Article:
rate for the 24 punch-card counties was 3.9 percent. That means that voters in punch-card
counties, which included urban Democratic strongholds such as Broward and Palm
Beach counties, were nearly three times as likely to have their ballots rejected as those in
* In dozens of Florida precincts, at least one out of every four ballots
was discarded as
having no vote or too many votes for president.
* Nearly half of Gore's margin, more than 11,000 extra votes, would
come from Palm
Beach alone. The other counties that would give him more than 1,000 new votes are
Broward, Miami-Dade, Duval and Pinellas. Of those, Bush carried only Duval in the official
* Palm Beach, home of the infamous butterfly ballot, and Duval, where
were spread across two pages, had 31 percent of the uncounted ballots, but only 12
percent of the total votes cast.
* More than 11 percent of precincts statewide recorded no discarded ballots.
* Attesting to how close things were, the analysis shows only one county
actually switch preferences for president -- tiny Madison, which officially went to Bush, but
would go to Gore under The Herald's projections. More than 10 percent of Madison's
4,000-plus ballots were rejected.
Doug Hattaway, a spokesman for the vice president's campaign, said the
bolstered Gore's contention that the official results did not fairly and accurately reflect the
"The outcome of the presidential election rests on determining the will
of the voters of
Florida and this new evidence makes it extremely hard for the Bush forces to ignore the
people's will," he said.
Eskew, the spokesman for the Texas governor, flatly rejected it as "hocus
pocus" and "an
utterly unfounded scientific process."
In addition to mistakenly assuming that voters handing in undervotes
intended to vote, he
said, the analysis also ignores the notion that many of the double-punched ballots may
have been "protest votes," intentionally spoiled.
"That is a deeply flawed model that suggests statistical voodoo," he said.
There are, however, ways of analyzing the data that attempt to account
for the possibility
of protest votes and deliberate non-participation in the presidential balloting. Even so,
Gore hypothetically still would have collected enough votes to change the outcome of the
Historically, about 2 percent of votes in presidential races don't count
-- most often
because voters either skipped the race or their marks weren't recorded by counting
machines. Florida's rejection rate this year, however, was higher -- about 2.9 percent.
The analysis tested even higher percentages of non-votes, ranging from
10 to 90 percent
of the 185,000 discarded ballots. In each instance, Gore still earned more votes.
The analysis also attempted to discard all undervotes as intentional
only overvotes. That analysis was hampered by the fact that 37 counties did not
differentiate in their reports between ballots discarded as undervotes and those
discarded as overvotes.
But based on results from the 30 counties that did, 43 percent of the
were undervotes. If that pattern held statewide and every undervote was tossed, ignoring
the entire chad issue, Gore still would have a 13,000-vote margin.
"One thing I would note is that there were other opportunities for protest
votes, one of
whom was at last widely seen as a legitimate protest vote and in fact styled himself as that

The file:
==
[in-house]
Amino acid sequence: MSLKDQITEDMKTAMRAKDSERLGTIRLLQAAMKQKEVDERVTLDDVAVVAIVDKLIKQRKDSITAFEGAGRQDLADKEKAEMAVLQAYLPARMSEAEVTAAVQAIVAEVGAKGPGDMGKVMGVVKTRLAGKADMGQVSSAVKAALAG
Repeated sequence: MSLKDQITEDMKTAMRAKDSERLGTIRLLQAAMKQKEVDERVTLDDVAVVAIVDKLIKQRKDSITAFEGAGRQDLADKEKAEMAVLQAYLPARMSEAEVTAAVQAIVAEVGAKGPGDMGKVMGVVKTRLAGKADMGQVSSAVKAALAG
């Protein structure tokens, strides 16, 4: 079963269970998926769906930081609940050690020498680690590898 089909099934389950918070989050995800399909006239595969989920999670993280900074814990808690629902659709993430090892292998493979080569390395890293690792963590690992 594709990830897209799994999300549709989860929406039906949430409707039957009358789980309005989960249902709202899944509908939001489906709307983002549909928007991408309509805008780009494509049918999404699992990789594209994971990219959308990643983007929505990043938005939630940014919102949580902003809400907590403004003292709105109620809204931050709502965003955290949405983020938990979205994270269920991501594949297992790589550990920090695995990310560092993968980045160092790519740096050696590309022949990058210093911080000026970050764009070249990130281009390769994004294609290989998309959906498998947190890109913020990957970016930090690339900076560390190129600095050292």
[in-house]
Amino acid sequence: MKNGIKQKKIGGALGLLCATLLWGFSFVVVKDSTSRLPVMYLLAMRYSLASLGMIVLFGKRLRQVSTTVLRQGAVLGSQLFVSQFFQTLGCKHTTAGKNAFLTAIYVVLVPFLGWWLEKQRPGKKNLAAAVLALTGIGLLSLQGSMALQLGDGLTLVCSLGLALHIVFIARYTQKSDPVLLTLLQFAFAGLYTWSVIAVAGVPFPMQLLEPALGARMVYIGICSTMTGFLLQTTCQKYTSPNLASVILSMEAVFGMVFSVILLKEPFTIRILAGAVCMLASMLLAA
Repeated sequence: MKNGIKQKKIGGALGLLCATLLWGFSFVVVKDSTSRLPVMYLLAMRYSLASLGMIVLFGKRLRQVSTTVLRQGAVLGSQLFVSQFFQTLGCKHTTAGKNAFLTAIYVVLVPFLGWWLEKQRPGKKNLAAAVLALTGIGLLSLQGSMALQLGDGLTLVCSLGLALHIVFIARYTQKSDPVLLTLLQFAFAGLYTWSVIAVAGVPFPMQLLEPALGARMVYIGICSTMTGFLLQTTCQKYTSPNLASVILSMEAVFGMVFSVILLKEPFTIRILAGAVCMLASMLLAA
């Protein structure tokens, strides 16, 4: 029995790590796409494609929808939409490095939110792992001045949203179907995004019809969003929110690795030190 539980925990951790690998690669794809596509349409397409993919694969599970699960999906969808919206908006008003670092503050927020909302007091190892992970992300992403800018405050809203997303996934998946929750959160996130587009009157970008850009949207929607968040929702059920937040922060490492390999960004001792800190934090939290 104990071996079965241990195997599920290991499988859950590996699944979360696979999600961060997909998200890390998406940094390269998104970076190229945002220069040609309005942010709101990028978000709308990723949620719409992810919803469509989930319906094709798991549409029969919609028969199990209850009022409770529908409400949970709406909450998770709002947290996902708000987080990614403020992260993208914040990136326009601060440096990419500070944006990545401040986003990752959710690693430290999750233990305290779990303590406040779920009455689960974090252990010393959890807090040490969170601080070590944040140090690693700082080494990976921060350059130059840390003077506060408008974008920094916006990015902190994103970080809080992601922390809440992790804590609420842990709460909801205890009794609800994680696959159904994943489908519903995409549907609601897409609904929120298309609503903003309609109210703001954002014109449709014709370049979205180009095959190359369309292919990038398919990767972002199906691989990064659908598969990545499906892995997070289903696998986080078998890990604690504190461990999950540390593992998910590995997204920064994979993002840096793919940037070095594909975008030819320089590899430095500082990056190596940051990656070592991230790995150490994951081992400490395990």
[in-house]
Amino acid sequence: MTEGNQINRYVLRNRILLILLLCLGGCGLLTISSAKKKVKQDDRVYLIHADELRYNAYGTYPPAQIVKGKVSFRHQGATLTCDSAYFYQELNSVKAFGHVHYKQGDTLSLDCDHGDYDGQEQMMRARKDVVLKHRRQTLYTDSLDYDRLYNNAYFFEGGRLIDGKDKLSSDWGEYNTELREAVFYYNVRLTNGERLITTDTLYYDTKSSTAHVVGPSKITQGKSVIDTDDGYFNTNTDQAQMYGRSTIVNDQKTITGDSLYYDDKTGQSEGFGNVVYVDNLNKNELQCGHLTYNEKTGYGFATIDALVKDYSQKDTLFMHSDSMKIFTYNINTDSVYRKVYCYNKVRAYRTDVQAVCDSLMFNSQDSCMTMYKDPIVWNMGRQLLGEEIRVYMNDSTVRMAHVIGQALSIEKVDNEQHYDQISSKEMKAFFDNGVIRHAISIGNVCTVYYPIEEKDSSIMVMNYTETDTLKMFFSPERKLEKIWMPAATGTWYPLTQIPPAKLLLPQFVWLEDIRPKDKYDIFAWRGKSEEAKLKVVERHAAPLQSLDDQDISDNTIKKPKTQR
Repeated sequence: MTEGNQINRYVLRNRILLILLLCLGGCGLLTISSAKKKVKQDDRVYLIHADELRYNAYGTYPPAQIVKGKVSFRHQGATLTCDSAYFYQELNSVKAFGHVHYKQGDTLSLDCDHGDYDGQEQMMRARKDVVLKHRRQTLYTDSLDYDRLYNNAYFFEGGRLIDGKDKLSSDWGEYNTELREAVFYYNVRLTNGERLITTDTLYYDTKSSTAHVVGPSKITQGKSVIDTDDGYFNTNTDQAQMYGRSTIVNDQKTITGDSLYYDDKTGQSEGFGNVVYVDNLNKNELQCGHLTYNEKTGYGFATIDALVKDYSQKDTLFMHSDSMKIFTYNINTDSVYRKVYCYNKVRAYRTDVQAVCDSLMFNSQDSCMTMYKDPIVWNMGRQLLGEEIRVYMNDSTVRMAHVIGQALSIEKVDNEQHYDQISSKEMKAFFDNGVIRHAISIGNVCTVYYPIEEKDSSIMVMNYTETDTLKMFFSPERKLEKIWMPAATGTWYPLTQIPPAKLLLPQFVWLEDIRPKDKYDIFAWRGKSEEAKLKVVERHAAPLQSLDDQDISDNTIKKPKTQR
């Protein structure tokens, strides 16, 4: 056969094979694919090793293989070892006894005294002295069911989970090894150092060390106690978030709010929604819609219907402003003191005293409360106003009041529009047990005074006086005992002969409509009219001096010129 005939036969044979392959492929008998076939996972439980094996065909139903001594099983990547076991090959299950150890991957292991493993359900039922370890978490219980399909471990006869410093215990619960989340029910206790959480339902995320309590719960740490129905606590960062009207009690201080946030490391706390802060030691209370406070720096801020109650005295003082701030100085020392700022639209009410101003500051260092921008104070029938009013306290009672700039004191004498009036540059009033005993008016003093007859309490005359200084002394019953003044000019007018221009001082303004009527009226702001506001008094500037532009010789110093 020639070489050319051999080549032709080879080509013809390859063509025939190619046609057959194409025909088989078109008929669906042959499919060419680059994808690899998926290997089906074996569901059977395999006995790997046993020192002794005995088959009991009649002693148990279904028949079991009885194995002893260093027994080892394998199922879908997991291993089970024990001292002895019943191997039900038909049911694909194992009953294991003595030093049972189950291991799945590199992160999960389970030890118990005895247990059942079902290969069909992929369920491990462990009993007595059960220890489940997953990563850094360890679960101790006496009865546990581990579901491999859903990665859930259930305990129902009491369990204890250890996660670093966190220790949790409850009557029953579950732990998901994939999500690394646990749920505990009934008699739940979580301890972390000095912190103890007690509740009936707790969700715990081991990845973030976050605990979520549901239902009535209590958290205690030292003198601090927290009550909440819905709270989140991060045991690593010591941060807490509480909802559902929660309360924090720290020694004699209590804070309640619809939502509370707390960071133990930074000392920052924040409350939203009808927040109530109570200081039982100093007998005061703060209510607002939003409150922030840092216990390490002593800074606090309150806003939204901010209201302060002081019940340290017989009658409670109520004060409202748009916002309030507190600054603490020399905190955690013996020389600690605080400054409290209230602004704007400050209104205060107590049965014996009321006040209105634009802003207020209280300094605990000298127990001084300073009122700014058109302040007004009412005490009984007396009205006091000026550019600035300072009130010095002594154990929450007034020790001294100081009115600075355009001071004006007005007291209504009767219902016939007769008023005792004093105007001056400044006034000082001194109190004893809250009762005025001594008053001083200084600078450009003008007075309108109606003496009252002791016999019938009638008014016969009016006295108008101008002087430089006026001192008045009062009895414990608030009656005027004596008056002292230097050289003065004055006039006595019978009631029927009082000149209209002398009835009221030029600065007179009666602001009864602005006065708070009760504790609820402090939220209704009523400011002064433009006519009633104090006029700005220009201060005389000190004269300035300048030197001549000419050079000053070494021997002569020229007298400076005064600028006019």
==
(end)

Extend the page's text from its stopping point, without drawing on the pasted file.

[Ralph Nader]," Doig said.
The results also would seem to challenge Bush camp assertions that the
would prevail in a statewide recount. But Republicans and some analysts didn't think they
were strong enough to stand up.
MacManus, the USF political scientist echoed Eskew's concerns about
apathetic votes, and said there were such wide variances in the size and social and
economic mix of precincts that it would be too difficult to extrapolate accurate results.
"In polls, you're used to a margin of error," she said. "Here, there's
no room for margins of
Others saw more validity in the analysis.
Alan Agresti, a professor of statistics at the University of Florida,
methodology and called it "overall reasonable."
"You can always raise criticisms. You can never know for sure," he said.
"But I think when
you do it at a very fine level like this, at the precinct level, it's very interesting, a good
projection of what could have happened."
Jim Kane, an independent pollster based in Fort Lauderdale, agreed the
contained many uncertainties, what statisticians call "ecological inference" -- a false
assumption that voting patterns would be systematic within precincts. In reality, the small
percentage of voters whose ballots were discarded might be the most unpredictable
group of all.
But he also said "I'm not shocked that Gore would have won."
"All of the evidence points to that, if every single ballot would have
been cast correctly,
Gore would have won the state," he said. "I don't think anyone with any reasonableness
would dispute that."
In fact, Kane, Agresti and Doig agreed that the formula probably was
awarding Bush too large a share of the pie. The biggest problems with rejected ballots
were in low-income, mostly minority neighborhoods statewide -- areas that voted heavily
Democratic. That could suggest that the same group, which included a larger percentage
of first-time and less educated voters, might have made similar errors in all precincts.
Stephen Hess, a senior fellow at the Brookings Institution, a Washington,
D.C., think tank,
also found the numbers persuasive.
"If you did this at the county level, you'd have too many variables,"
Hess said. "You can't
get any smaller than precincts."
"It's perfectly scientific if it's presented in a sense as the most
massive statewide poll in
Florida," he said. "Sure, it's fun and games, but it says something about what would have
happened if everybody knew how to vote. The problem is that all of those people whose
votes were not counted, they were not counted in part for perfectly good reasons. It wasn't
all shenanigans. In some cases, they didn't choose to vote, or they were too dumb, or they
just didn't follow instructions."